Knowledge is an abundant resource in the developing world. Standard development models seek to exploit natural and human resources to solve economic problems, but often stumble due to lack of infrastructure, cultural divides, and entrenched colonial legacies. However, knowledge exists outside of these conditions; this overlooked resource cannot be enslaved, and hence provides an independent foundation for growth. Open Hand innovates by using museum exhibits to translate cultural knowledge into capital, shifting the one-way export of information and goods to the West into a two-way flow that directly benefits communities from which the knowledge was borrowed.
Open Hand also takes a uniquely indigenous approach to cultural collections. Existing museums store collections in static and usually inaccessible archives. Yet among many developing communities, constituents charge local leaders with collecting and caring for the community's culturally significant objects. Unlike most museums, Open Hand maintains this tradition by providing the people most qualified to do so—the community itself—the means to protect and use their collections.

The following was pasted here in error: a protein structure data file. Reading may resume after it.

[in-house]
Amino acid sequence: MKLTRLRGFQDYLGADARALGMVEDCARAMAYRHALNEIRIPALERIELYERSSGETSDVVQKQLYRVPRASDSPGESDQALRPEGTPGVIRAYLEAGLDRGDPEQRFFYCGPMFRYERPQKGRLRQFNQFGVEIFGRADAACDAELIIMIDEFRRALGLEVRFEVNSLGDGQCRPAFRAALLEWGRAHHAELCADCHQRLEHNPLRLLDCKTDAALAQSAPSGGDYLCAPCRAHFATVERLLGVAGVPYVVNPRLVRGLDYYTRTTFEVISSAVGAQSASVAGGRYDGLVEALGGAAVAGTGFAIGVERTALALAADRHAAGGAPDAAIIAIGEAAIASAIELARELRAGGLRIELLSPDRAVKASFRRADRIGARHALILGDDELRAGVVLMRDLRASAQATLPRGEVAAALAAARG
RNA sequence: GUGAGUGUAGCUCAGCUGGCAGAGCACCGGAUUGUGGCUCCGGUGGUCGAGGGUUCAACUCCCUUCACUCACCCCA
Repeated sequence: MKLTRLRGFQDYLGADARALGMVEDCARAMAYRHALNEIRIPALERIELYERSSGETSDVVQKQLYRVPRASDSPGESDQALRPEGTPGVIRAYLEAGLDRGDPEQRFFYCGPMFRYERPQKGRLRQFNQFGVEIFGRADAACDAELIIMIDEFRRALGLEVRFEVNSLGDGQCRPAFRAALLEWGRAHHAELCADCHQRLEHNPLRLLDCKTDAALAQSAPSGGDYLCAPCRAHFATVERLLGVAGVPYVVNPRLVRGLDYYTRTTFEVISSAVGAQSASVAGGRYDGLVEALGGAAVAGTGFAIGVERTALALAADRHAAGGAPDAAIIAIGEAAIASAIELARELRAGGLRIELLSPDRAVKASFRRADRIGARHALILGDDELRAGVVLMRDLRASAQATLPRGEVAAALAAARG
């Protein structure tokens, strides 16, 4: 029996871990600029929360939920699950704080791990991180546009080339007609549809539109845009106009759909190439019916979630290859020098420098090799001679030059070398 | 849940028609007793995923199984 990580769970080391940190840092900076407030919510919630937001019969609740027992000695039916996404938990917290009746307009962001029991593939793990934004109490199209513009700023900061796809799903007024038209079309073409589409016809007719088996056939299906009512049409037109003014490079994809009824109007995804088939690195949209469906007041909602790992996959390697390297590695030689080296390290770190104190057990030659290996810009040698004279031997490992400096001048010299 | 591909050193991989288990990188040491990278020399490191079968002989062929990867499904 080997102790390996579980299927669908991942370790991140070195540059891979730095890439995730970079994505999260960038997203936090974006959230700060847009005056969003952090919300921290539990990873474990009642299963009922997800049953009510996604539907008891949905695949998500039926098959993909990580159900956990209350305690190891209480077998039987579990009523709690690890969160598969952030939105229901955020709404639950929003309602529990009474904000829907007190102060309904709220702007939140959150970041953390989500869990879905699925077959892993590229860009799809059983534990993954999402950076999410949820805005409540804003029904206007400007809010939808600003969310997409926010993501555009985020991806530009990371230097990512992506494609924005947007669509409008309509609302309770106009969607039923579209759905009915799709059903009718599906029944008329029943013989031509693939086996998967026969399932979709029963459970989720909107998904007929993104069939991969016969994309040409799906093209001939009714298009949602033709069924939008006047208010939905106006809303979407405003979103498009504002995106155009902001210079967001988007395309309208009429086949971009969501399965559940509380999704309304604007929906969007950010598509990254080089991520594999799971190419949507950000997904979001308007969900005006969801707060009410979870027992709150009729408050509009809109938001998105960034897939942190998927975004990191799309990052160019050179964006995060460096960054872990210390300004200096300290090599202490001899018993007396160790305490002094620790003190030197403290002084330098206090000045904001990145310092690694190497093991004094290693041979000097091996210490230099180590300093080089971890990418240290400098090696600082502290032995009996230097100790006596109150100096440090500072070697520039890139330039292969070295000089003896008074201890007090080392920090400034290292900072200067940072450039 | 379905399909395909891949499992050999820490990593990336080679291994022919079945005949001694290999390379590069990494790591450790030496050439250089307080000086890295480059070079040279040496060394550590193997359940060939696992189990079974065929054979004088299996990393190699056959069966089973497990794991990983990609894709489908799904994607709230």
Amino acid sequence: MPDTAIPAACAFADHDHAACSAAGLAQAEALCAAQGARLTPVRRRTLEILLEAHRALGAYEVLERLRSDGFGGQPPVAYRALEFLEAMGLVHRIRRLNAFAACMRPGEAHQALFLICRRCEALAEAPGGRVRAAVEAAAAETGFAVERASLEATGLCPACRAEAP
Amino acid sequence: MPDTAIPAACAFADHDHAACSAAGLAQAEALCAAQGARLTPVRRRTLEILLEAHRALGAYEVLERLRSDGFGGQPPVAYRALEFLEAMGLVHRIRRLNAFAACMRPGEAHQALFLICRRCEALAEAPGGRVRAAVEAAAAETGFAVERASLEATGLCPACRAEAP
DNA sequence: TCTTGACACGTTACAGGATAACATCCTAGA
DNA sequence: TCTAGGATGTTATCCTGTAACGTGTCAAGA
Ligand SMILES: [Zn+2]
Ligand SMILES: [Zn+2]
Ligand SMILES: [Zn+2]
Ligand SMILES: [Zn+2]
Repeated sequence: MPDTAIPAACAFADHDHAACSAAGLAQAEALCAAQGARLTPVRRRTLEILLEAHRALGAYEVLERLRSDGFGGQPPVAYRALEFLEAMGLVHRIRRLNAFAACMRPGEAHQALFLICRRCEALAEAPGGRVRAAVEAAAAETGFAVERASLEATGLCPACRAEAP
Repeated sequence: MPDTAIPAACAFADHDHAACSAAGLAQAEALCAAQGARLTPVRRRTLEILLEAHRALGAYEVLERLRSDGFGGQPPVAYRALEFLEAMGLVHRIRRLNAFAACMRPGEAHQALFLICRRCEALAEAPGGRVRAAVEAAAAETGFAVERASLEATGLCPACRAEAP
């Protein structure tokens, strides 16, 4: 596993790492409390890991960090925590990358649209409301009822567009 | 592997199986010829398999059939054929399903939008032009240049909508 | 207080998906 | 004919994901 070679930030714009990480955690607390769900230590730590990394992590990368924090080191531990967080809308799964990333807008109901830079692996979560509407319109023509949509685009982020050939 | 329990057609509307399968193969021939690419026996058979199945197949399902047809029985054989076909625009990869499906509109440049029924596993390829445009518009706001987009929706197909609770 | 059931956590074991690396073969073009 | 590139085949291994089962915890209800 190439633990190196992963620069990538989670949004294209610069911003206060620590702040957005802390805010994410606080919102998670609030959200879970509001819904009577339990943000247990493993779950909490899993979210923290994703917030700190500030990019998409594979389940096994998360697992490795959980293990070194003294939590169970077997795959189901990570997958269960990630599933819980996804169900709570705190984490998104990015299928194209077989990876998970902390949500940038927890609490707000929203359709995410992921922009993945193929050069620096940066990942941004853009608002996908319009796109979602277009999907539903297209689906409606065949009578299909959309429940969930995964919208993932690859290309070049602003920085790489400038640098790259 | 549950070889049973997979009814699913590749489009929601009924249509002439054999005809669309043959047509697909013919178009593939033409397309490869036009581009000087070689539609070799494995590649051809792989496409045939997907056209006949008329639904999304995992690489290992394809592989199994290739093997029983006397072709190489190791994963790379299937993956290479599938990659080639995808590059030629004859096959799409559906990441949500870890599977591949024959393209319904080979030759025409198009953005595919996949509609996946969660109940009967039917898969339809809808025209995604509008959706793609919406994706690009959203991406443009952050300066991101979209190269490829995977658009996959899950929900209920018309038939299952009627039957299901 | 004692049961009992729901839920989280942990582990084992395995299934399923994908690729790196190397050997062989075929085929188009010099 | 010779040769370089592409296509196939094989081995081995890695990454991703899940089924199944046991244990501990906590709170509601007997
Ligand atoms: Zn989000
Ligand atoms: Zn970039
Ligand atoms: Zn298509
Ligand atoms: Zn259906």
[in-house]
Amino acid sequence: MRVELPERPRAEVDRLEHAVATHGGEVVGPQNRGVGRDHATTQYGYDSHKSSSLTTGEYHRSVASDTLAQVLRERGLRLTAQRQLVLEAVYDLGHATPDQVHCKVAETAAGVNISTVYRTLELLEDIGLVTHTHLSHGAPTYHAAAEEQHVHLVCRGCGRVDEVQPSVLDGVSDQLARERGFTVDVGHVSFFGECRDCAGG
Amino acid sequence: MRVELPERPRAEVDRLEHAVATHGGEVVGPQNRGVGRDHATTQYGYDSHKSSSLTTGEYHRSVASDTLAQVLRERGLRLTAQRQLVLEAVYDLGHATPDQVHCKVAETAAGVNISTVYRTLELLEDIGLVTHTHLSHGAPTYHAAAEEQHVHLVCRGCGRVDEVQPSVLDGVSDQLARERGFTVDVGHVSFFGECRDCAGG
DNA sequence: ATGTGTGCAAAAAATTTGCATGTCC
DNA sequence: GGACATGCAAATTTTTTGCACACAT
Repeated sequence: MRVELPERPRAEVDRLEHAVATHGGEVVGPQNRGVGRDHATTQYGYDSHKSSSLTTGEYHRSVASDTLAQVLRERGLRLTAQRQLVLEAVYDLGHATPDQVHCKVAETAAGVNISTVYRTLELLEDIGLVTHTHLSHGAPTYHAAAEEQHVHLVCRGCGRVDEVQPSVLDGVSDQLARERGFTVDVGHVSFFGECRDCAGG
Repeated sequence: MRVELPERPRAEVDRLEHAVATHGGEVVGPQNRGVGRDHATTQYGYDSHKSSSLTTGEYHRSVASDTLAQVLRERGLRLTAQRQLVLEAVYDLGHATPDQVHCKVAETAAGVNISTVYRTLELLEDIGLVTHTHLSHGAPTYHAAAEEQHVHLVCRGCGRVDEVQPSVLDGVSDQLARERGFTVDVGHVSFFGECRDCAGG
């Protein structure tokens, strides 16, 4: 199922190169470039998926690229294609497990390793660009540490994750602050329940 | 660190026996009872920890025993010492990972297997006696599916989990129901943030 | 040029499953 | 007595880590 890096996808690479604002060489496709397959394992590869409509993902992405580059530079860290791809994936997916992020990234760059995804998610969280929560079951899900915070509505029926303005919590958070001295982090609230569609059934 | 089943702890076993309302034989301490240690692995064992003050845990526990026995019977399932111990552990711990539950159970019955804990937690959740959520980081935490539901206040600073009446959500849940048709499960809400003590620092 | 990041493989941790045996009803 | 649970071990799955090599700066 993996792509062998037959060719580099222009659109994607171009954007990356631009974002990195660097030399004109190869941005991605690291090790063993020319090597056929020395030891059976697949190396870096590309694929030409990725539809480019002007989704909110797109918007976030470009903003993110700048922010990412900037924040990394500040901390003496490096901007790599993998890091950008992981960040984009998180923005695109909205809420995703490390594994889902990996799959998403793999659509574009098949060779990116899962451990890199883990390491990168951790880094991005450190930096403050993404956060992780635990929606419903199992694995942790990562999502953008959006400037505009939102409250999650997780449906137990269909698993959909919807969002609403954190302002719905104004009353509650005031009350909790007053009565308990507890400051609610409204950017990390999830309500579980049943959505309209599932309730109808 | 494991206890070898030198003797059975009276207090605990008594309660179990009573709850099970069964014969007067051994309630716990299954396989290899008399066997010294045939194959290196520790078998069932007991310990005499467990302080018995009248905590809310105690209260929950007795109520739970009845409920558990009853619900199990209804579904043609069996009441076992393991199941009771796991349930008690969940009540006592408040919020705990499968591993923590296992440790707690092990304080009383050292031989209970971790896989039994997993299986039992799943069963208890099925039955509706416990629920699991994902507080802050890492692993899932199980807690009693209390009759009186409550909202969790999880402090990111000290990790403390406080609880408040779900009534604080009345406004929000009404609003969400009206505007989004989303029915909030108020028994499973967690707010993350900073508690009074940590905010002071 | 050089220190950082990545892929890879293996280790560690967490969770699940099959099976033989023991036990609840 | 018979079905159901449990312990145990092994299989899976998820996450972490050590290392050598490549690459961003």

Our exhibits are not just storehouses, with objects simply placed into lifeless simulations of their contexts. They reflect living people, as well as their stories, beliefs, and attitudes. Visitors of all ages touch and interact with objects, exploring their meaning first-hand and without glass barriers. In so doing, Open Hand captures the imagination and human spirit required for real social change.
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